App deactivates phone screen if close
A new app that automatically locks a screen when your child goes too close to it has been devised.
The Samsung Safety Screen app can understand when the child goes too close to the screen and enables a pop out that temporarily takes control of the screen.
The device will not allow the user to perform any other action, not even swipe up or down the pop out or deactivate the functionality, unless the user backs out to a safe distance.
It is not so common for adults to hold their reading devices, be it an iPad, Tablet or a smartphone too close to their face. But that is not the case with kids. Parents have constantly complained of children holding the Tablets too close to their eyes or siting too close to a television screen to watch their favorite cartoon.
Developed by Samsung Gulf Electronics, the app is available only on Android devices and can be password-enabled by parents.
"The application uses advanced facial recognition software, a friendly animation pops up shutting down the screen when the device is held too close the eye, unlocking only once the device is held at the minimum recommended safe distance," says Fuad Khatib, Digital Marketing Manager at Samsung Gulf Electronics.
In this video, Khatib explains why Samsung developed this application.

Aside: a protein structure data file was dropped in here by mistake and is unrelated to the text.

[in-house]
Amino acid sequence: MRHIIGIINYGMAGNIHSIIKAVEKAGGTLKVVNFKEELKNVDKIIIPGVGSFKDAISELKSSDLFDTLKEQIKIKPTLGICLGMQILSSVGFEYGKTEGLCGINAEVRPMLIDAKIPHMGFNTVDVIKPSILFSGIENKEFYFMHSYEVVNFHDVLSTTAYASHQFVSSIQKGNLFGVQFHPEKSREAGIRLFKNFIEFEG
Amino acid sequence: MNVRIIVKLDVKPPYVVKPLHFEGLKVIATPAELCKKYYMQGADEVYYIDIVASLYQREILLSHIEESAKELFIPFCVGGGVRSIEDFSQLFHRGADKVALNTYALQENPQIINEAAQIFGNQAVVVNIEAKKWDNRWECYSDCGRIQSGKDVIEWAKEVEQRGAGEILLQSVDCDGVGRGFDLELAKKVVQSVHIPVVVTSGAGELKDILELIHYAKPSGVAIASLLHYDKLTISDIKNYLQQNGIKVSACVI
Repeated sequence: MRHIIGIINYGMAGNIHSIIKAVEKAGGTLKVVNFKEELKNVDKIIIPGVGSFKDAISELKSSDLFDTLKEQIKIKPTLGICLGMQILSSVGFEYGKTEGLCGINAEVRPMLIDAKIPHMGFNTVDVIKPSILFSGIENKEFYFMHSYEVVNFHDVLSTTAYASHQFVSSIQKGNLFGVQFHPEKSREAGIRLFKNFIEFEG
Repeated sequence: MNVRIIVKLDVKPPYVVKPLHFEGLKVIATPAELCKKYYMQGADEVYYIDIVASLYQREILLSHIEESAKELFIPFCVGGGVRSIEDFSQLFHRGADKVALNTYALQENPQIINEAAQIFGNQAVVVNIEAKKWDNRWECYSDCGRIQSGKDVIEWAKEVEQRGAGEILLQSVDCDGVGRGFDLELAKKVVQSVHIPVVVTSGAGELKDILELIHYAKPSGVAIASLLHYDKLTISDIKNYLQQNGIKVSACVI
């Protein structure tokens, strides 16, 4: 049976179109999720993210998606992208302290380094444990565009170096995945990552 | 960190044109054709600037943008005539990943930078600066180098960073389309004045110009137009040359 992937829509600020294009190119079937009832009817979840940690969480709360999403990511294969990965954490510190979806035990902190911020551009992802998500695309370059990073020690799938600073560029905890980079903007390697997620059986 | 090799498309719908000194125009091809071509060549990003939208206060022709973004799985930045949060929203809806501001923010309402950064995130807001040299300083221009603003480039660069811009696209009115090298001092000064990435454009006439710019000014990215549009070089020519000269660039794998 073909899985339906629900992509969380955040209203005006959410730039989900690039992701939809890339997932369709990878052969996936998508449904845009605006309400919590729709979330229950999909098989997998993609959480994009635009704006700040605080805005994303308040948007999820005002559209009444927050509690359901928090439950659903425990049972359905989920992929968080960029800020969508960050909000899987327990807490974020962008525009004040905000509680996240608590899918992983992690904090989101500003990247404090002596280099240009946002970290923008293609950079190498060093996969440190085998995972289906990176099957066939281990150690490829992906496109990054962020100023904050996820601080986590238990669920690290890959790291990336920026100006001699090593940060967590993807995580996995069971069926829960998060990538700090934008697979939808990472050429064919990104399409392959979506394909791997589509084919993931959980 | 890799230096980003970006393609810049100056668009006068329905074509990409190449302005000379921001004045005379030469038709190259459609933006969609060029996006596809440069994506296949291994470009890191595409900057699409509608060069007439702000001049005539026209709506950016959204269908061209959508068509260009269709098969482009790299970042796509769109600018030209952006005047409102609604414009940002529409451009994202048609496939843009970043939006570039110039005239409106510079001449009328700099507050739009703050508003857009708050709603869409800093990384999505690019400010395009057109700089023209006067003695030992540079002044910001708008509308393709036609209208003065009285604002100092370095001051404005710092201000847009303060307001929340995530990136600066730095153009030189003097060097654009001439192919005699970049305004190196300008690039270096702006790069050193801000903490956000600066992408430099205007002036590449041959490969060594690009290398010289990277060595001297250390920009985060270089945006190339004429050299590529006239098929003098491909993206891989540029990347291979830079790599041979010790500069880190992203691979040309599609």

Quoting a study conducted by Vision Council, Khatib says constantly holding the screen too close to the eye can increase the chances of myopia that scientists attribute to a mix of genetic and environmental factors, including increasing near-range activities such as the use of digital devices, and decreasing exposure to natural light through outdoor activities. Digital eye strain can also affect children and teens, whose eyes may fatigue after long periods of use.
According to Tarek Sabbagh, Head of IT and Mobile Division at Samsung Gulf Electronics, “The usage of devices such as mobiles and Tablets is increasing fast, within all age groups, from entertainment such as watching movies, to gaming and lately education where many schools started using the tablets in their curriculum. We noticed that children spend extended time using their devices, holding them too close to their eyes, which is not ideal and might cause damage to their sight.”
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